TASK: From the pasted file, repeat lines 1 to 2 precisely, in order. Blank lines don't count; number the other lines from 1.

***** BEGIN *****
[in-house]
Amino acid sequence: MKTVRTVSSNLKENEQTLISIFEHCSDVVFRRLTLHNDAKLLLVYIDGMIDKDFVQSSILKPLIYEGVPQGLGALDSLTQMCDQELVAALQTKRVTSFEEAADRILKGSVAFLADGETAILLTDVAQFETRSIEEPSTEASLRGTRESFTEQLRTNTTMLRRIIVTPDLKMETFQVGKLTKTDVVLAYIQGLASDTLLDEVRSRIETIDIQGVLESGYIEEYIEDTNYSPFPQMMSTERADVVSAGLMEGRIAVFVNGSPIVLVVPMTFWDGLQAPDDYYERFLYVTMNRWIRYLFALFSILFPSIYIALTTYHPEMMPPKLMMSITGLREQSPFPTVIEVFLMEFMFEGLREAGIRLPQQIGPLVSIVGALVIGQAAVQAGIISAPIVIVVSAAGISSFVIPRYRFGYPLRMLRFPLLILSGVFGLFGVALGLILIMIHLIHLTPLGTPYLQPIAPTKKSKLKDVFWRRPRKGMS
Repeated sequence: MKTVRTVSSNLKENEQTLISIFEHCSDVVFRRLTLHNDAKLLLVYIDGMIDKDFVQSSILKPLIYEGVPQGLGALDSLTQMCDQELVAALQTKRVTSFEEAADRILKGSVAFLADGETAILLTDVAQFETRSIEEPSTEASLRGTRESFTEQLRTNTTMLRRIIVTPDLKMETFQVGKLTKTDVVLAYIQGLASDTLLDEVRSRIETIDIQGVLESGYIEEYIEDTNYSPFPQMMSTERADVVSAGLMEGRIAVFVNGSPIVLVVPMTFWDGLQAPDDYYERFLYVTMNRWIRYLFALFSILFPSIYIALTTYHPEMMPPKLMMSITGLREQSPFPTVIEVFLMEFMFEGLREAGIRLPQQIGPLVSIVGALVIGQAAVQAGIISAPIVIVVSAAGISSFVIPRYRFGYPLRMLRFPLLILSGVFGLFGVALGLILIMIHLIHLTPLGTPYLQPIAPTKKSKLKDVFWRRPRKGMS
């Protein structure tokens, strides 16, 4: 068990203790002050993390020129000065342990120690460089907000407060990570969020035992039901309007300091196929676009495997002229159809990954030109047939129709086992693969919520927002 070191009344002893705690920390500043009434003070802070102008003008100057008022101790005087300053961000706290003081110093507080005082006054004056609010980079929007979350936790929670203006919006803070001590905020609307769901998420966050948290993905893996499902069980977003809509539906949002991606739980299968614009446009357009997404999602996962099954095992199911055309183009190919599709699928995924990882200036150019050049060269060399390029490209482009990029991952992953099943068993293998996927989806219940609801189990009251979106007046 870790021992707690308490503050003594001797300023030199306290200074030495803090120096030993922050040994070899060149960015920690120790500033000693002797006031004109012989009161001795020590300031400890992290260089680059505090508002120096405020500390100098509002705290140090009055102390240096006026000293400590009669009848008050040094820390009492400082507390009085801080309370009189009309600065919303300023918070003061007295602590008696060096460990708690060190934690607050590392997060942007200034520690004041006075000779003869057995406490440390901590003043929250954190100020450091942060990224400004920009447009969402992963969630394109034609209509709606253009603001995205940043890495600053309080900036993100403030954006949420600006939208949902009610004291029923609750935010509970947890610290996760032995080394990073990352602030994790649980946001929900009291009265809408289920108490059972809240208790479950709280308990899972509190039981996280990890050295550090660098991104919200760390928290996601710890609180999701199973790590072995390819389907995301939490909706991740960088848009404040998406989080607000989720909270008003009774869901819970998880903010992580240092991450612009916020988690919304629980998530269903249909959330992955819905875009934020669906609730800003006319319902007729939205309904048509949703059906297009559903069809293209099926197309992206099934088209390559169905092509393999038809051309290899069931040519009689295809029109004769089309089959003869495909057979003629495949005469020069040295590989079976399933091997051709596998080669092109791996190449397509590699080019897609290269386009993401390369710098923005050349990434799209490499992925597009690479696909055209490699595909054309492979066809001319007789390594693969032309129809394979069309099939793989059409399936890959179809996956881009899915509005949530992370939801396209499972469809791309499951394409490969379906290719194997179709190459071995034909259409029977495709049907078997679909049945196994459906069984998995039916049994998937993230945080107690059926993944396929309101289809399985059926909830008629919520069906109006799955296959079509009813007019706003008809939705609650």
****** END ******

[in-house]
Amino acid sequence: MKTVRTVSSNLKENEQTLISIFEHCSDVVFRRLTLHNDAKLLLVYIDGMIDKDFVQSSILKPLIYEGVPQGLGALDSLTQMCDQELVAALQTKRVTSFEEAADRILKGSVAFLADGETAILLTDVAQFETRSIEEPSTEASLRGTRESFTEQLRTNTTMLRRIIVTPDLKMETFQVGKLTKTDVVLAYIQGLASDTLLDEVRSRIETIDIQGVLESGYIEEYIEDTNYSPFPQMMSTERADVVSAGLMEGRIAVFVNGSPIVLVVPMTFWDGLQAPDDYYERFLYVTMNRWIRYLFALFSILFPSIYIALTTYHPEMMPPKLMMSITGLREQSPFPTVIEVFLMEFMFEGLREAGIRLPQQIGPLVSIVGALVIGQAAVQAGIISAPIVIVVSAAGISSFVIPRYRFGYPLRMLRFPLLILSGVFGLFGVALGLILIMIHLIHLTPLGTPYLQPIAPTKKSKLKDVFWRRPRKGMS